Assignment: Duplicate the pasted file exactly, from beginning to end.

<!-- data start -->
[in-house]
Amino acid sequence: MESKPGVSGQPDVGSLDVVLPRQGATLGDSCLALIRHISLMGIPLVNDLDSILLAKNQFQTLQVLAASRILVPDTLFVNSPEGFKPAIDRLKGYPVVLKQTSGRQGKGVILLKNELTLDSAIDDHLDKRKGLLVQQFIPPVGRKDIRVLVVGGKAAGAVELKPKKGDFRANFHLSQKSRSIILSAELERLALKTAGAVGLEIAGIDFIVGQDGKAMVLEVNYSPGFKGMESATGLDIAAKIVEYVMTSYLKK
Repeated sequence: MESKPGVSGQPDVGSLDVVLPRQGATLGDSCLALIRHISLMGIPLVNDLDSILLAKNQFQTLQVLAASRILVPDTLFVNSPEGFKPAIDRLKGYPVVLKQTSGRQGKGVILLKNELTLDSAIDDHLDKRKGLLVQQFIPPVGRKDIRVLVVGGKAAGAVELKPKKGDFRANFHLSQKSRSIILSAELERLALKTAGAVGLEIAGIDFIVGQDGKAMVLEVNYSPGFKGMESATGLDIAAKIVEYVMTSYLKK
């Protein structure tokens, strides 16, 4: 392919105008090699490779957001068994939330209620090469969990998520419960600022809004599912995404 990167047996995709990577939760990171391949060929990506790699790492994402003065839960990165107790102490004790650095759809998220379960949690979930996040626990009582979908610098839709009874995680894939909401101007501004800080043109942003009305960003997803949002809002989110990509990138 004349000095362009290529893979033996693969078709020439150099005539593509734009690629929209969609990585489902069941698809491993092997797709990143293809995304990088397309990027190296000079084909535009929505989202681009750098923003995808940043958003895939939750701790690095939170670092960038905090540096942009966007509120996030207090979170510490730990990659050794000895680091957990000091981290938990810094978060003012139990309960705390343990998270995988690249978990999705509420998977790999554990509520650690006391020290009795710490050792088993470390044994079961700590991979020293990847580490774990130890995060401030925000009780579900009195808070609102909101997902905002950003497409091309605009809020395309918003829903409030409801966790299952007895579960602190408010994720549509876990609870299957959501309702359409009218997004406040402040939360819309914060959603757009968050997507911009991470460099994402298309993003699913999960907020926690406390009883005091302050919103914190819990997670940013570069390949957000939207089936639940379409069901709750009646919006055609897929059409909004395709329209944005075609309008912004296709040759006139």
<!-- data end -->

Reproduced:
[in-house]
Amino acid sequence: MESKPGVSGQPDVGSLDVVLPRQGATLGDSCLALIRHISLMGIPLVNDLDSILLAKNQFQTLQVLAASRILVPDTLFVNSPEGFKPAIDRLKGYPVVLKQTSGRQGKGVILLKNELTLDSAIDDHLDKRKGLLVQQFIPPVGRKDIRVLVVGGKAAGAVELKPKKGDFRANFHLSQKSRSIILSAELERLALKTAGAVGLEIAGIDFIVGQDGKAMVLEVNYSPGFKGMESATGLDIAAKIVEYVMTSYLKK
Repeated sequence: MESKPGVSGQPDVGSLDVVLPRQGATLGDSCLALIRHISLMGIPLVNDLDSILLAKNQFQTLQVLAASRILVPDTLFVNSPEGFKPAIDRLKGYPVVLKQTSGRQGKGVILLKNELTLDSAIDDHLDKRKGLLVQQFIPPVGRKDIRVLVVGGKAAGAVELKPKKGDFRANFHLSQKSRSIILSAELERLALKTAGAVGLEIAGIDFIVGQDGKAMVLEVNYSPGFKGMESATGLDIAAKIVEYVMTSYLKK
């Protein structure tokens, strides 16, 4: 392919105008090699490779957001068994939330209620090469969990998520419960600022809004599912995404 990167047996995709990577939760990171391949060929990506790699790492994402003065839960990165107790102490004790650095759809998220379960949690979930996040626990009582979908610098839709009874995680894939909401101007501004800080043109942003009305960003997803949002809002989110990509990138 004349000095362009290529893979033996693969078709020439150099005539593509734009690629929209969609990585489902069941698809491993092997797709990143293809995304990088397309990027190296000079084909535009929505989202681009750098923003995808940043958003895939939750701790690095939170670092960038905090540096942009966007509120996030207090979170510490730990990659050794000895680091957990000091981290938990810094978060003012139990309960705390343990998270995988690249978990999705509420998977790999554990509520650690006391020290009795710490050792088993470390044994079961700590991979020293990847580490774990130890995060401030925000009780579900009195808070609102909101997902905002950003497409091309605009809020395309918003829903409030409801966790299952007895579960602190408010994720549509876990609870299957959501309702359409009218997004406040402040939360819309914060959603757009968050997507911009991470460099994402298309993003699913999960907020926690406390009883005091302050919103914190819990997670940013570069390949957000939207089936639940379409069901709750009646919006055609897929059409909004395709329209944005075609309008912004296709040759006139």